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Disability is Natural

September 13, 2011

Last weekend I went to the first session of a Parent Leadership workshop. At the first session we met a woman named Kathie Snow. She spoke to us about her view on disability. She is the mother of two children, one of which is a young adult with CP.

Kathie’s presentation gave me a completely new perspective on disability. More of a perspective from that of the disabled person and not just a parent. Kathie pointed out that all of us parents thought we were the experts on our child’s disability. That we always knew what was best. She pointed out that the real experts were the adults with disabilities. They know what helped them. They know what it was like growing up with their disabilities, going to therapy, always needing to adapt.

One thing she talked about that really effected me was about how too much therapy effects our children’s self esteem. We are sending them the message that they aren’t good enough, that we want them to be something they aren’t. That one really hit me. I never want Owen to feel that way. I really need to make sure I convey to him that doing his best is all I’m asking for, even if that means he never walks or talks.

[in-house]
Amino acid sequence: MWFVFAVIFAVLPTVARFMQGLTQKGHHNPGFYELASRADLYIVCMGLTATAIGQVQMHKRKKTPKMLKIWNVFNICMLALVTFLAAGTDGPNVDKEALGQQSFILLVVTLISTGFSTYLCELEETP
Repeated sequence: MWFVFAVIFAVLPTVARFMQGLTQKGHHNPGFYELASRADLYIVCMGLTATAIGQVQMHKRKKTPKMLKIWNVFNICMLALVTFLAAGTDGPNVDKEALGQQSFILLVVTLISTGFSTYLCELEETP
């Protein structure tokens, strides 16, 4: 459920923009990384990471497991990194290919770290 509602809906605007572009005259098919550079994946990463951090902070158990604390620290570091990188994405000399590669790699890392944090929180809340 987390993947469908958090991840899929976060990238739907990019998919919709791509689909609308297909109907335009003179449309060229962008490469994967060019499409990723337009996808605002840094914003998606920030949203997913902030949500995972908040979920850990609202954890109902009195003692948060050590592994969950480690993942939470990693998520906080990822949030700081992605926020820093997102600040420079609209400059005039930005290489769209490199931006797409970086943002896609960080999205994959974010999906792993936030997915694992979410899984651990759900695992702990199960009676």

Another thing she said that really hit me was simple… Assistive Technology should not be viewed as a last resort. If you give your child a communication device, a power wheelchair, etc… that doesn’t mean you are giving up on them being able to talk, walk, write, etc. It just means you are giving them a chance to live a real life. To participate like kids their own age.

The last thing I’ll write about that she discussed was about our children living “real lives” and what a “real life” is. An example she gave is when we are on our death bed, we aren’t going to be saying, “Boy, I’m glad I learned to tie my shoe” or “I sure am glad I learned to walk”. No, we will be thinking of our relationships and experiences. Its important for us to make sure our kids have that.

Needless to say I could go on and on about everything I heard, but I won’t. I do encourage people to check out her website and read some of her articles. It will definitely make you think.

What I took away is that I need to find a happy medium for Owen. No more living in “disability world”. Make sure Owen has a life beyond therapy.

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One comment

  1. Very interesting.



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